In the dynamic world of IT, an MSP SLA isn’t just a buzzword—it’s a critical contract that sets the stage for success.

These Managed Service Provider Service Level Agreements are often the missing piece in many IT puzzles. Without a clear-cut MSP SLA, you’re navigating the vast IT landscape without a map, leading to potential misunderstandings about the scope of services, response times, and support availability. But with an SLA in place, these aspects become a lot clearer.

Let’s imagine an MSP named TechGuard. They offer an array of services, from network management to cybersecurity. However, without an MSP SLA, their clients are left in the dark about what exactly is included in their service package. What happens when the network goes down at 2 am? Or they’re having WiFi issues during peak hours? How quickly can they expect a response?

If the client learn the answers to these questions in the moment of crisis, that can strain the working relationship with your staff, drive them to a competitor and potentially lead to reputational damage.

But having an SLA would answer these questions for both parties, providing clarity and managing expectations in advance of any issues.

In this article, we’ll guide you through understanding the ins and outs of an MSP SLA, starting from its definition, its use, to creating a template, and more. Ready to unravel the complexities of an MSP SLA? Let’s dive in!

What is an SLA?

A service level agreement (SLA) is a formal document defining the level of service a customer can expect from a vendor. It lays out all the metrics used to measure the service, along with solutions and penalties if the service doesn’t meet the agreed-upon levels. An SLA should be clear and concise, so there’s no room for interpretation.

Internal IT teams also use SLAs to ensure alignment and set expectations within the company. Both have similar goals but a slightly different process when it comes to SLA management.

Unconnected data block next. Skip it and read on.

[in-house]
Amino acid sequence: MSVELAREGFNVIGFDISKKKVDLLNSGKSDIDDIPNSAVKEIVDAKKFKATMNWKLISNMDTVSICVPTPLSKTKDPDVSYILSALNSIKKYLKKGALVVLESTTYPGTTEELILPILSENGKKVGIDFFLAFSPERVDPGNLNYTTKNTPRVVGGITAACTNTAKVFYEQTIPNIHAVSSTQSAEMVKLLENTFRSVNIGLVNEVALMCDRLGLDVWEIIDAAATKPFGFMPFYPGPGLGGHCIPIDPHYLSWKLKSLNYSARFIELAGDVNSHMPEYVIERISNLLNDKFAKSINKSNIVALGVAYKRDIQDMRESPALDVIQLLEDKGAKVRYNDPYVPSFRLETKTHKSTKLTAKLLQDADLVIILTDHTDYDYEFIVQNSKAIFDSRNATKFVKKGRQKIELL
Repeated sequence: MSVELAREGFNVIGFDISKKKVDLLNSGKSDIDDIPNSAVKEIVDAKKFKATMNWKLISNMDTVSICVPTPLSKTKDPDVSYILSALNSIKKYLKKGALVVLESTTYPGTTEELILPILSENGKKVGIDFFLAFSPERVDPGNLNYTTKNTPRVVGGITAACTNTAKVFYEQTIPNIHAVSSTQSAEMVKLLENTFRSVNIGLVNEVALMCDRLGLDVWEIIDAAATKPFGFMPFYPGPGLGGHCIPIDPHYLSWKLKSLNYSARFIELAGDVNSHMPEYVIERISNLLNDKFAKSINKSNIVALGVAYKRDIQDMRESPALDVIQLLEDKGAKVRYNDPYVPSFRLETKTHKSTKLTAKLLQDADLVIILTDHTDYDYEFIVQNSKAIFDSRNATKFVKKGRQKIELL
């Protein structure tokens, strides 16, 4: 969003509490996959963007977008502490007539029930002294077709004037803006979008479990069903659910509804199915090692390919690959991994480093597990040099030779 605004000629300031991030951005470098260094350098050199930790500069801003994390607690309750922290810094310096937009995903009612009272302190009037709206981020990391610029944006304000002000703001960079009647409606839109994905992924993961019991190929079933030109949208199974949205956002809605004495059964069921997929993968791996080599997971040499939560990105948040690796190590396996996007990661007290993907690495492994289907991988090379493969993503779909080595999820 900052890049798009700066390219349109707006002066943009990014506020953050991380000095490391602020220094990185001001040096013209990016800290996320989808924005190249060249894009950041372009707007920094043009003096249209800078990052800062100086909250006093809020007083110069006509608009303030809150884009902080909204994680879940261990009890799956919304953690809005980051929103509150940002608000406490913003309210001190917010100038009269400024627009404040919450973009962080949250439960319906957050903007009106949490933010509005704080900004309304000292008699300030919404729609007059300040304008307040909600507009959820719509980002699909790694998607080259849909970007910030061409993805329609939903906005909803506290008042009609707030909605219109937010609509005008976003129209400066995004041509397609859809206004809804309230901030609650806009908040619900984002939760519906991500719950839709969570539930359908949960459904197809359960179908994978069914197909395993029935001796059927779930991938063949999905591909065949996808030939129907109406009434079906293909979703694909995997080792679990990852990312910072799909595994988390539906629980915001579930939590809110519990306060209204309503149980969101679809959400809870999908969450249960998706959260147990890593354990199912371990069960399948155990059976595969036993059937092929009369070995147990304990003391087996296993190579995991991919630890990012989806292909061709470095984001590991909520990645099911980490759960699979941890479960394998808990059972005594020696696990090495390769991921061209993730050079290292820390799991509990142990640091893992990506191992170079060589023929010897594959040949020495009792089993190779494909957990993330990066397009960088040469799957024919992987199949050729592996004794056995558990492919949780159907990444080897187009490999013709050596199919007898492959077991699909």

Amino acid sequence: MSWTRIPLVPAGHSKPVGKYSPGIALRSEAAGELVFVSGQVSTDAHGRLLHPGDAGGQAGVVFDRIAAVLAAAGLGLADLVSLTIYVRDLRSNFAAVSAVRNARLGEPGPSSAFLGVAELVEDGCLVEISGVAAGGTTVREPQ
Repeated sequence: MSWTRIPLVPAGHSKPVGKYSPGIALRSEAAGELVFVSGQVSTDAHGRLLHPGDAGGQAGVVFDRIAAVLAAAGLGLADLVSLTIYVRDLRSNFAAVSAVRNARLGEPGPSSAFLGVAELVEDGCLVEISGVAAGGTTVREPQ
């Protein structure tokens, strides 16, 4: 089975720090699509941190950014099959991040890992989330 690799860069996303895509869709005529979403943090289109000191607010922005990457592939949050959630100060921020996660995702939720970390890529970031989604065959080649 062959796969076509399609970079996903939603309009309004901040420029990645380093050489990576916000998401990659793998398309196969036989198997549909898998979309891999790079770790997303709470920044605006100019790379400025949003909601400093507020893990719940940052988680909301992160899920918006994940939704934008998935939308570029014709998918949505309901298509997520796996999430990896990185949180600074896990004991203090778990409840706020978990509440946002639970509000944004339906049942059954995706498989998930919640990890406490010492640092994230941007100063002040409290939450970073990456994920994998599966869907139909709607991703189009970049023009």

How are SLAs used by managed service providers?

Service level agreements can be legally binding documents or more informal agreements between an MSP and its customer. In the case of an informal agreement, SLAs are often drafted as an addendum to the contract.

SLAs can also be used internally, such as between departments in a company. In this case, the SLA is more of a guideline than a legally binding document. The advantage of using an SLA internally is that it can help to improve communication and collaboration between departments.

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Why would an MSP want to use an SLA?

  • Improves client perception. An SLA will set your company apart from the competition by communicating to your clients that you’re a professional organization that’s serious about meeting their needs. It’s a great way to grow MSP revenue by impressing potential clients and winning their business.
  • Defines MSP obligations. While you might handle all of a client’s hardware and software, there is a chance that some systems won’t be your responsibility. With an SLA in place, you can avoid misunderstandings about what you’re responsible for.
  • Tempers client expectations. An SLA can mitigate some of the more common issues between IT and end-users as it clearly lays out a user’s obligations. This can cover everything from not installing unauthorized software to providing sufficient and accurate information when requesting a fix.
  • Provides protection. An SLA can protect your MSP from being held liable if something goes wrong. For example, if someone on the client’s end changes settings they shouldn’t, an SLA can help prove you avoid that blame.
  • Helps resolve disputes. If there’s a disagreement, a detailed SLA with supporting evidence can help to resolve the issue. If, say, someone complains that you didn’t meet the agreed-upon response time, your SLA can be used as the adjudicator to prove what agreements are in place.